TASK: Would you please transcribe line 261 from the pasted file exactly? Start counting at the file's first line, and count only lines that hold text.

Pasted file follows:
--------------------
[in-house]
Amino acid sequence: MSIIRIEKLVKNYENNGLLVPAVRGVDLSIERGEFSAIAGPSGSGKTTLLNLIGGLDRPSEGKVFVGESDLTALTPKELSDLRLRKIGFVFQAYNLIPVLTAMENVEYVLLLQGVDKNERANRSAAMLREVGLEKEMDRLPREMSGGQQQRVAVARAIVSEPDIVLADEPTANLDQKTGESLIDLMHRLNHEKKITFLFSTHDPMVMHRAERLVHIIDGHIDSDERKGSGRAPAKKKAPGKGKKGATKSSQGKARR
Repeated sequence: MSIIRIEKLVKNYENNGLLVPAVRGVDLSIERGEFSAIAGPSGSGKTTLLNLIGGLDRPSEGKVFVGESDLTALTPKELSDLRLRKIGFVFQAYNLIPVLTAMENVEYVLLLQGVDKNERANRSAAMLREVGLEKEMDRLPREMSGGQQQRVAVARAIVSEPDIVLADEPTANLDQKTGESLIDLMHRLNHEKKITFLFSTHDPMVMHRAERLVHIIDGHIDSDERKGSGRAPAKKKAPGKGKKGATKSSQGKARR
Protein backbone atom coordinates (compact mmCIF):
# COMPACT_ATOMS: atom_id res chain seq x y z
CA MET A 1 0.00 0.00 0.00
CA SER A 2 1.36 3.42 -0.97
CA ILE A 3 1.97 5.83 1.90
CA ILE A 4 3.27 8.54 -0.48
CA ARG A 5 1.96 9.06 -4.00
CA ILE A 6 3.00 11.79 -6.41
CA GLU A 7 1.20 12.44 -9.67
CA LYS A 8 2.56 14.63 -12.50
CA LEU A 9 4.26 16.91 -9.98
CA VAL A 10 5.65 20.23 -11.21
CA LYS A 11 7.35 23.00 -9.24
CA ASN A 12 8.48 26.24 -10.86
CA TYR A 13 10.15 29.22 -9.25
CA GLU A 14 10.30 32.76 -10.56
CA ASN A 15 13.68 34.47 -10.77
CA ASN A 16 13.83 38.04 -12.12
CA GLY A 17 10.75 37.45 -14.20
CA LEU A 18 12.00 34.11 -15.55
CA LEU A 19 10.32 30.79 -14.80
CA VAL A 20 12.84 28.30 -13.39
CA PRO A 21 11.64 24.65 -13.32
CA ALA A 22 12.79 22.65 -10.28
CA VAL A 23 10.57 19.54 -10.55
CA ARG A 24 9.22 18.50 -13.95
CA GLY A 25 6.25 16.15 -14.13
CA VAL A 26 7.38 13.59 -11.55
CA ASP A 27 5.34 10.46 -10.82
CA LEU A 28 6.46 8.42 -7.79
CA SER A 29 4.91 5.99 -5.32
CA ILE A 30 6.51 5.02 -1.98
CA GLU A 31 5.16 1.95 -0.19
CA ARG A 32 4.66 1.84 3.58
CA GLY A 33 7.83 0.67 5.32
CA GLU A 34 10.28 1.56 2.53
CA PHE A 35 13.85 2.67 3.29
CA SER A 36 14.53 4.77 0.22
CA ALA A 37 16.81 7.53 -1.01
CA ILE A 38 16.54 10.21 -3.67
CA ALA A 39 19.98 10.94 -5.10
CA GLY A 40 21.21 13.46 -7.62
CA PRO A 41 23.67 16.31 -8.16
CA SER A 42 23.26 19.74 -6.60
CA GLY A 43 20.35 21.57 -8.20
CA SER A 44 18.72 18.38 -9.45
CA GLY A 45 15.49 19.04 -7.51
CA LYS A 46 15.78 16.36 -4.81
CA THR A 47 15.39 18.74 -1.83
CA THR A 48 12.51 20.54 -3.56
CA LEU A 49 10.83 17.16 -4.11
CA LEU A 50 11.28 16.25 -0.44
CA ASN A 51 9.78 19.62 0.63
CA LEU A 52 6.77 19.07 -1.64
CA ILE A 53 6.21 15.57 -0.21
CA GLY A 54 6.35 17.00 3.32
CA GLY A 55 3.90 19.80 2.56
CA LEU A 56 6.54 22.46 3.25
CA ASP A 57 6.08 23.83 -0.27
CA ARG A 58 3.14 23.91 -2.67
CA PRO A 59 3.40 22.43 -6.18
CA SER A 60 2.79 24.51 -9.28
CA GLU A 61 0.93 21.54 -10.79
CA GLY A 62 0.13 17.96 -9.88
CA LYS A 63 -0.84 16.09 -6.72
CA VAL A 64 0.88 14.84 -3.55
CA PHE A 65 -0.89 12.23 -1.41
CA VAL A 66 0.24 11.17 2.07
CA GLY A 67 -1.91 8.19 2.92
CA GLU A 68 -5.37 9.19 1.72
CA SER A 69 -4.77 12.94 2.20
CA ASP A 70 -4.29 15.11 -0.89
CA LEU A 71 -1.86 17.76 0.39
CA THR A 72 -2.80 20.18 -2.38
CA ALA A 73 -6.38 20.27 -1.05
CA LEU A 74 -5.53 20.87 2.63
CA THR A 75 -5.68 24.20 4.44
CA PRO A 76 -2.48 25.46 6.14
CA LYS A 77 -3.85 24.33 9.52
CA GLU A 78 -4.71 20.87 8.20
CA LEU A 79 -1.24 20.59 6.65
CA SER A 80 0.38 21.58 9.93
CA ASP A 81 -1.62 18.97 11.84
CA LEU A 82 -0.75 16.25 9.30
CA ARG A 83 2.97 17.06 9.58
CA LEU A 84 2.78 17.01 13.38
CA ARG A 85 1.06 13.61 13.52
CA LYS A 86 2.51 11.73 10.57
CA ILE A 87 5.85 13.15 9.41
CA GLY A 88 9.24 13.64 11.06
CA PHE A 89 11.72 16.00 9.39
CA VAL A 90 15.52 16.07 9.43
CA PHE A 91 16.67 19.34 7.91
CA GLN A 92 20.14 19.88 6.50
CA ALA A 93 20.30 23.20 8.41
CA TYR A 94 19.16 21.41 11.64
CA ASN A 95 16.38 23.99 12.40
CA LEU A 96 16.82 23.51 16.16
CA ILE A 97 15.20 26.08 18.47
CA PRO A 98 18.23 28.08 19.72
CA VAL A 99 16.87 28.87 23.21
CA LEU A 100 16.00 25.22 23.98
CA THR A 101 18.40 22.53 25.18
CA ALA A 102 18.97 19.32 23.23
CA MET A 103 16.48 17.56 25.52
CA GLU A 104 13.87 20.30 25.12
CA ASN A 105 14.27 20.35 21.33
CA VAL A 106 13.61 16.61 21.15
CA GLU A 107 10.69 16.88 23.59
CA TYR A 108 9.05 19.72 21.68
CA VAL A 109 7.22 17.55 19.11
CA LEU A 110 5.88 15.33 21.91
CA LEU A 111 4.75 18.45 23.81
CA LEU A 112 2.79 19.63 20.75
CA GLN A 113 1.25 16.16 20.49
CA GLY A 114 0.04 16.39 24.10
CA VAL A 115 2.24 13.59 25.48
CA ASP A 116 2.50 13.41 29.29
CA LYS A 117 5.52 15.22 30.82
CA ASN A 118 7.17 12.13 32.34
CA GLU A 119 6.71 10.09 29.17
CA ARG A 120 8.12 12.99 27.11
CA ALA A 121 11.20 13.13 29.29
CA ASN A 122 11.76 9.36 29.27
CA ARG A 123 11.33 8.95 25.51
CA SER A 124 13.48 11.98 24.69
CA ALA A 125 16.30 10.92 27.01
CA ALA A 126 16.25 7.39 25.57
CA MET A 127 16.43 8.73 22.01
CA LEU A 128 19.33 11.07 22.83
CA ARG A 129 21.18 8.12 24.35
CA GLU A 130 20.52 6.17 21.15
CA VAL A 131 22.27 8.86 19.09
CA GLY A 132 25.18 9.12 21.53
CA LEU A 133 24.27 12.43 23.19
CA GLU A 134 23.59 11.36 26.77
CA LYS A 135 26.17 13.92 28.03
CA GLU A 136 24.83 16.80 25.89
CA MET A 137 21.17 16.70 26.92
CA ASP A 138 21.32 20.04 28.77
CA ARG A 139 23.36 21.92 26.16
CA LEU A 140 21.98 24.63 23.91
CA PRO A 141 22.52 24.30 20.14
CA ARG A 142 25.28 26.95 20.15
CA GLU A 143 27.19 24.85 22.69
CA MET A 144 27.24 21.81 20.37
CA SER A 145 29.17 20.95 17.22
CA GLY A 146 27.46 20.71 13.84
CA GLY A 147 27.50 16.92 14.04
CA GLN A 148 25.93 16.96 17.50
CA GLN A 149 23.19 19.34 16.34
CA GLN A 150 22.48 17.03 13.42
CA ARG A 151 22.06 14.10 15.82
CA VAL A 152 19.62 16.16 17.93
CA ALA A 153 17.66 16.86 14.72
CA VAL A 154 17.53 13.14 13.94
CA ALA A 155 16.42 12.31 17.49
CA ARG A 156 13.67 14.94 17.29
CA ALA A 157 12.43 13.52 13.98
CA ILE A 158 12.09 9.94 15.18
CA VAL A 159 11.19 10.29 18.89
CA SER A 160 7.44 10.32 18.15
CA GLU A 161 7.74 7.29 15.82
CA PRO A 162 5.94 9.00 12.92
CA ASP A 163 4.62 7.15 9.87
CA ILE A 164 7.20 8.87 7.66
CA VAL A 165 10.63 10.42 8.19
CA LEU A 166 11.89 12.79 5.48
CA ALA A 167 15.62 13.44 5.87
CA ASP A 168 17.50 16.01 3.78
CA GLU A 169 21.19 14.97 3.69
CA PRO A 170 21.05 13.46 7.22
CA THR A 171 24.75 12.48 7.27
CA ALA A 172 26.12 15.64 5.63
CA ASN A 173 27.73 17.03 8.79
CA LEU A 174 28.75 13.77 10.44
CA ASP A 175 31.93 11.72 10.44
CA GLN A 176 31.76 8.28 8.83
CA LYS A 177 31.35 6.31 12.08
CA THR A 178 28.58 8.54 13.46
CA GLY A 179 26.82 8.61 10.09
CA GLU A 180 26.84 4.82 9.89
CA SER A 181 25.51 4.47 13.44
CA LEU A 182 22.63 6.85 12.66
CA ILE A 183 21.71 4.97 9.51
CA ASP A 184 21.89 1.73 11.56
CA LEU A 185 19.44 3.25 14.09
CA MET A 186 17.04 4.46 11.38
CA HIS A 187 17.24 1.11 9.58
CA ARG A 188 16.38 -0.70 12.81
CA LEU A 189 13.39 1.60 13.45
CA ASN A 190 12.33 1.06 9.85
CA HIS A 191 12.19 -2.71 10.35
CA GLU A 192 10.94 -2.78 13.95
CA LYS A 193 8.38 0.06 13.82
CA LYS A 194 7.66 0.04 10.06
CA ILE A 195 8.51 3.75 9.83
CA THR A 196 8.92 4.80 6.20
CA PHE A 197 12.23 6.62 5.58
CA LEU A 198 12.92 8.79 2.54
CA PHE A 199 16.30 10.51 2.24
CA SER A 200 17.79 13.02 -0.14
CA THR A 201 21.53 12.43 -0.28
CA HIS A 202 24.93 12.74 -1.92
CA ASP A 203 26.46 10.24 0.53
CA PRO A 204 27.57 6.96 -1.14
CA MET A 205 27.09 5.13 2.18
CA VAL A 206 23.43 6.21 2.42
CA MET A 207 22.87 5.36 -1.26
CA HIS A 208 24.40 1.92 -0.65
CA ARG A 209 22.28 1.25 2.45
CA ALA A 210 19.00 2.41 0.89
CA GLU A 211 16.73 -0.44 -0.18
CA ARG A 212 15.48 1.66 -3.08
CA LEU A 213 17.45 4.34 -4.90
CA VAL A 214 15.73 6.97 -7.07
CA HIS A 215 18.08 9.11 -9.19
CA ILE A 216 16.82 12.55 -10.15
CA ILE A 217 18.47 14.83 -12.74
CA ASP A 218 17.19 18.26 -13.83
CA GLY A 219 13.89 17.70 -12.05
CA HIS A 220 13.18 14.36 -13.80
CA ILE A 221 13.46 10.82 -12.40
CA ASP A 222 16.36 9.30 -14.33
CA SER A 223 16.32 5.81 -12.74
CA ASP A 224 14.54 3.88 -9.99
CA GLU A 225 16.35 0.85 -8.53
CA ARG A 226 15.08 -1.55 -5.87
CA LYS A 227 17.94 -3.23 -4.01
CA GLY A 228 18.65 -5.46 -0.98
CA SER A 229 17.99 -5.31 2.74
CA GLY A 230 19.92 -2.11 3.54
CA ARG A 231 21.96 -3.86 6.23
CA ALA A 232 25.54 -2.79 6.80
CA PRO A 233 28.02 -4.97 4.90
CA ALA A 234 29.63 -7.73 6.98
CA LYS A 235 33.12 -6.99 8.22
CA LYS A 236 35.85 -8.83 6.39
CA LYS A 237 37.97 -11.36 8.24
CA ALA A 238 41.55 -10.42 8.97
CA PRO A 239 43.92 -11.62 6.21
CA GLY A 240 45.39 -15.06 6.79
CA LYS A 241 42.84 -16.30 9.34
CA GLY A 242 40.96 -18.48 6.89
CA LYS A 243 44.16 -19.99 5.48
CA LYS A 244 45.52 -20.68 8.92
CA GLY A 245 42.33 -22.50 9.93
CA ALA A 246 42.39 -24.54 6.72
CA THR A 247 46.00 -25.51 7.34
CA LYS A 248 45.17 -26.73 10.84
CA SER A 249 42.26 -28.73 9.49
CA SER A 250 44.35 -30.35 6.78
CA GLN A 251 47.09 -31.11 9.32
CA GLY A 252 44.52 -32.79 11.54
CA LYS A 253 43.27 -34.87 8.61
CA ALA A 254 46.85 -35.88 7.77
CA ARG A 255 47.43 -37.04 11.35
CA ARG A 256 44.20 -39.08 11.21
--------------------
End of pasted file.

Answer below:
CA ARG A 256 44.20 -39.08 11.21